Aside from being impressively colour matched, the parts on the 9.8 SL model are well suited to the task of smashing lap times at the race track or munching miles on marathon epic rides.
Suspension: Up front the Boost spacing gives the RockShox SID an even wider set crown, pushing the legs further apart. Taking little time to get used to the wide fork, we relished the added security it gives, with only 100mm of travel the front end still feels very secure. It uses a 51mm crown offset too (readily available), a critical part of Trek’s G2 geometry concept for great handling 29ers. So take that into consideration if a fork upgrade is on the horizon.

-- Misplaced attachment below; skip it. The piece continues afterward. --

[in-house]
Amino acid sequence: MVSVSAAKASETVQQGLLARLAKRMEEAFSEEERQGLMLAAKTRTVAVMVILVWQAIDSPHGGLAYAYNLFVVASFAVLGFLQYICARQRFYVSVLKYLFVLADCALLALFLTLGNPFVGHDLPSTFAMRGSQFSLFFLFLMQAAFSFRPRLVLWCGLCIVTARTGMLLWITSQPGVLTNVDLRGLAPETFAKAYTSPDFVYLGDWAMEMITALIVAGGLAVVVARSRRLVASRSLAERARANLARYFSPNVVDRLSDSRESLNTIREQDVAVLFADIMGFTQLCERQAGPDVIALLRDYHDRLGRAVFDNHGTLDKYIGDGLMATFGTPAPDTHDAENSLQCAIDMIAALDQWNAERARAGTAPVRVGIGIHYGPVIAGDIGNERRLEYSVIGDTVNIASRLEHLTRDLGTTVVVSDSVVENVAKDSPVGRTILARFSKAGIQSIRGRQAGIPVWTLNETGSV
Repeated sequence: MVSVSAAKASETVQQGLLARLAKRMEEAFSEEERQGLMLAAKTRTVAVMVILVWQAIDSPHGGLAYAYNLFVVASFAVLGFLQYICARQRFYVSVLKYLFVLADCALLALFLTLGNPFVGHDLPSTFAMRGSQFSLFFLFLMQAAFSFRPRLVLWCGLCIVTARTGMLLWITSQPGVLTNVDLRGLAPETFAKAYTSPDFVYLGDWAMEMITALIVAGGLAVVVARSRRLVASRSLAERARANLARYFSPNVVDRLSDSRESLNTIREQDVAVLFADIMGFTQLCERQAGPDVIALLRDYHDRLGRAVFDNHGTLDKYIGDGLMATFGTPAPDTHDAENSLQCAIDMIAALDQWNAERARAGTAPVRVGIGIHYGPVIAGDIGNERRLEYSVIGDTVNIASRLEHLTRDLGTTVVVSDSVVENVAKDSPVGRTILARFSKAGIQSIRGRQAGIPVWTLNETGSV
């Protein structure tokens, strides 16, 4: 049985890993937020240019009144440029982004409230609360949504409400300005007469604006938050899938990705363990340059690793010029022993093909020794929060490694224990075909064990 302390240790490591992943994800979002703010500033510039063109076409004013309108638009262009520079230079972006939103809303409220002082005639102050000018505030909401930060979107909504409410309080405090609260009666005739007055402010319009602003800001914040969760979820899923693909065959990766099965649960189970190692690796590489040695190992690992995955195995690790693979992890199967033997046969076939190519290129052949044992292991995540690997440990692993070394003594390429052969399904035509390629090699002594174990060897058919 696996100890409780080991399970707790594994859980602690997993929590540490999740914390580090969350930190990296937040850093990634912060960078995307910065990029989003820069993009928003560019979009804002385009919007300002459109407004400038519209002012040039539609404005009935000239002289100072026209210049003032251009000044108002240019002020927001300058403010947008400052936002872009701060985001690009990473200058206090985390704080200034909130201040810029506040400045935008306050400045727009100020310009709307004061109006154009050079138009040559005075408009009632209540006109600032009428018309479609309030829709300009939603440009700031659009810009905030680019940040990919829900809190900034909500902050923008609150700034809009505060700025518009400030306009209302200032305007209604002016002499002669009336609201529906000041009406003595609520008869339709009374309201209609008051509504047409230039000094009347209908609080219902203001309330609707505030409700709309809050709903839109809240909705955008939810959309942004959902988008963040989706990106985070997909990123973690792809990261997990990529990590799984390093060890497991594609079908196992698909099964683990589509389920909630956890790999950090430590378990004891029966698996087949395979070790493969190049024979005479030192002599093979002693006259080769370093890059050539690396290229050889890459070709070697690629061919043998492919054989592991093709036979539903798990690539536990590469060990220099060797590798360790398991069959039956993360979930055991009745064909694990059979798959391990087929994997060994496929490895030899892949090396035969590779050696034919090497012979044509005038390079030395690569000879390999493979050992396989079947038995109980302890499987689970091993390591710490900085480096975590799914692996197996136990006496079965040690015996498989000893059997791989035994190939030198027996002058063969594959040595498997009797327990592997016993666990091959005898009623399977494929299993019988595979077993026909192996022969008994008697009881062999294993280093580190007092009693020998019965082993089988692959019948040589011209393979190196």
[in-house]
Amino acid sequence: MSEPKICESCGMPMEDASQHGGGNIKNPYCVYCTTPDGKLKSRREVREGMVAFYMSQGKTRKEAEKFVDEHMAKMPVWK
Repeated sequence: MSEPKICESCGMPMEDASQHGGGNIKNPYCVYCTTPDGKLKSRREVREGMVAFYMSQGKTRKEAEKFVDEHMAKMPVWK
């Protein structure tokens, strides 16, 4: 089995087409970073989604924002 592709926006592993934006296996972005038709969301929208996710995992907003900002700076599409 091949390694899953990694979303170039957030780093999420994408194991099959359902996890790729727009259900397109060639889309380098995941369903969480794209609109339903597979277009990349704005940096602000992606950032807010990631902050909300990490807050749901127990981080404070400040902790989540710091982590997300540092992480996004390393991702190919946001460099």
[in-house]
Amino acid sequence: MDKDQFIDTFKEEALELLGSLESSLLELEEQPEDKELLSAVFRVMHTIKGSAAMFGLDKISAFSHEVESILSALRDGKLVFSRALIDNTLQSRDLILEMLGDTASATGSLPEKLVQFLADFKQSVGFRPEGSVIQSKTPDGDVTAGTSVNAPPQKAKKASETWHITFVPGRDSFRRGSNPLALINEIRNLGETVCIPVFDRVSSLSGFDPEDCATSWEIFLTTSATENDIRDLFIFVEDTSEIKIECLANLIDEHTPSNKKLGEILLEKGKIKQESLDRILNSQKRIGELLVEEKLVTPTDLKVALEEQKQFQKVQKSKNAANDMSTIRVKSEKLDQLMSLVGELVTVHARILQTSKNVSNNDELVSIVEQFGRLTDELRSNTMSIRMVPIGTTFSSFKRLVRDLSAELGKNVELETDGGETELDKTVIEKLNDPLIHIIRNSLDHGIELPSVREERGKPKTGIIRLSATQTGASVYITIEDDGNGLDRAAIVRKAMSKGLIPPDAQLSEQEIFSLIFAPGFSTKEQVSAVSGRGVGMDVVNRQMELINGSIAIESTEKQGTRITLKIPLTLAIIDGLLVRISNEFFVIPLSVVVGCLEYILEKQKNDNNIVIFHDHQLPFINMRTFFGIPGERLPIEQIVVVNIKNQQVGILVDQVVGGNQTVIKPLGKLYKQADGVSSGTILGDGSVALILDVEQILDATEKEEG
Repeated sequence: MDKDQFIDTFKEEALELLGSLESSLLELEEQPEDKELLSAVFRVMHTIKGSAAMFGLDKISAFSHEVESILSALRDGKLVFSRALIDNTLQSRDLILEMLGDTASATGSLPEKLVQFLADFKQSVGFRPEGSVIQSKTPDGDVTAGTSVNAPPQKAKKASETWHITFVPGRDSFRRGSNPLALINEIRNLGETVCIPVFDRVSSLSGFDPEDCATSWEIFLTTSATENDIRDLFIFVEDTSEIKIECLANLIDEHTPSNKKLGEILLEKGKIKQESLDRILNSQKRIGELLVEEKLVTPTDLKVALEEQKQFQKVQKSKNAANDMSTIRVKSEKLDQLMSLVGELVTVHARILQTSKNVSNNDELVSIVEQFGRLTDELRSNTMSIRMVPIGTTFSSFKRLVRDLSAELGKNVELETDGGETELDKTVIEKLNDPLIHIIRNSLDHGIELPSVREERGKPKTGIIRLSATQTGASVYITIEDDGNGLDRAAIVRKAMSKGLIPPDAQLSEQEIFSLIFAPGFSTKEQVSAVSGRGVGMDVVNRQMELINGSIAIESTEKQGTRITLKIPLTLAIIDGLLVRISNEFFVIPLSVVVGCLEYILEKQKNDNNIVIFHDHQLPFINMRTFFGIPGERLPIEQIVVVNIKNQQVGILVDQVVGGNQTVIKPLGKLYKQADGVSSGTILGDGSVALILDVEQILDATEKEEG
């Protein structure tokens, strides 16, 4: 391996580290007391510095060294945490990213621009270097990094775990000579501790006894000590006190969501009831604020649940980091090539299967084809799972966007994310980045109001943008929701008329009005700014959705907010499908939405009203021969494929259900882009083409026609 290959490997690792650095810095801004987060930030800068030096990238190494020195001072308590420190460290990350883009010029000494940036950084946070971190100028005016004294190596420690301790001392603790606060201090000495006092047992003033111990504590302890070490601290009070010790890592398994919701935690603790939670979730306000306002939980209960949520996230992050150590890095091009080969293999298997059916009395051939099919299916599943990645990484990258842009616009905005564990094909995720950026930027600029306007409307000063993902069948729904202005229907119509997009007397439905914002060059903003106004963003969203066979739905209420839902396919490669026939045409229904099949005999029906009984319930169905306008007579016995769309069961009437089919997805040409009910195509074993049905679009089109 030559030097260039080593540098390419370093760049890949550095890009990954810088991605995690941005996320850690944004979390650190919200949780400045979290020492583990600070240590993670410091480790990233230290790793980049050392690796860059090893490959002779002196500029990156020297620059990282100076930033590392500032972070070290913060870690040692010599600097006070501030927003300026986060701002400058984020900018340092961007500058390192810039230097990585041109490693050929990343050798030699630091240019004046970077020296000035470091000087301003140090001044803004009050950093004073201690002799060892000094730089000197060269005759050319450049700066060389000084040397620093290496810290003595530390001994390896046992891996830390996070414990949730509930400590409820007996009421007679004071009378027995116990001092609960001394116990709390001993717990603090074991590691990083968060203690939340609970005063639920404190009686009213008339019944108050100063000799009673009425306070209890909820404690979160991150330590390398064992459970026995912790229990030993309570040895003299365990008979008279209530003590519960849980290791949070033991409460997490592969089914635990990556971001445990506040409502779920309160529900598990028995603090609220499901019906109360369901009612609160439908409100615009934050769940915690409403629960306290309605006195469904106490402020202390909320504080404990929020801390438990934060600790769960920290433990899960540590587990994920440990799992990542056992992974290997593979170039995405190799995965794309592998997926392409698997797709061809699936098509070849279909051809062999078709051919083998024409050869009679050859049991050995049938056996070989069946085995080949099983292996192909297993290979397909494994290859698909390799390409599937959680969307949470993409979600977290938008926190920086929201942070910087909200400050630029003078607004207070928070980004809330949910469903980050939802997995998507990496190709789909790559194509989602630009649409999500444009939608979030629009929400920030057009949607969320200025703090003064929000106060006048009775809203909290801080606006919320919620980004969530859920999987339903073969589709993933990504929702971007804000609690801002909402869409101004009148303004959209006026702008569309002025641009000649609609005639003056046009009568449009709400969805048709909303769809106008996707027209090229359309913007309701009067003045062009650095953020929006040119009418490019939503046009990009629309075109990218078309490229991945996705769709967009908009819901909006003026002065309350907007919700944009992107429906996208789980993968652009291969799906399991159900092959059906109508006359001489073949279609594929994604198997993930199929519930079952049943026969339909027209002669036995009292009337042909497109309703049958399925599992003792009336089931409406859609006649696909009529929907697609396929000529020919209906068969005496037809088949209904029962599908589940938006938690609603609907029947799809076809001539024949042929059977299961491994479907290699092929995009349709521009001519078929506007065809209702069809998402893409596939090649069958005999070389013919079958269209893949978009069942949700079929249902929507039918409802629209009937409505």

Drivetrain: The 9.8 SL uses a full SRAM drivetrain with Shimano brakes, mixing brands this way is common sight in many of the big bike companies motivated by dealers and consumers to find the most reliable and best performance regardless of brand. The SRAM 11-speed drivetrain was flawless as usual during our testing, and also gives the Procaliber a very clean and un-cluttered appearance with no front derailleur. The 32 tooth chainring strikes a good balance between high and low range gears, we found it to be just the right size.
While performance is excellent there is weight to be saved in future upgrades with the pinned X1 cassette and aluminium cranks, keep that in mind come Christmas or birthday shopping times, there’s always something you can buy, right?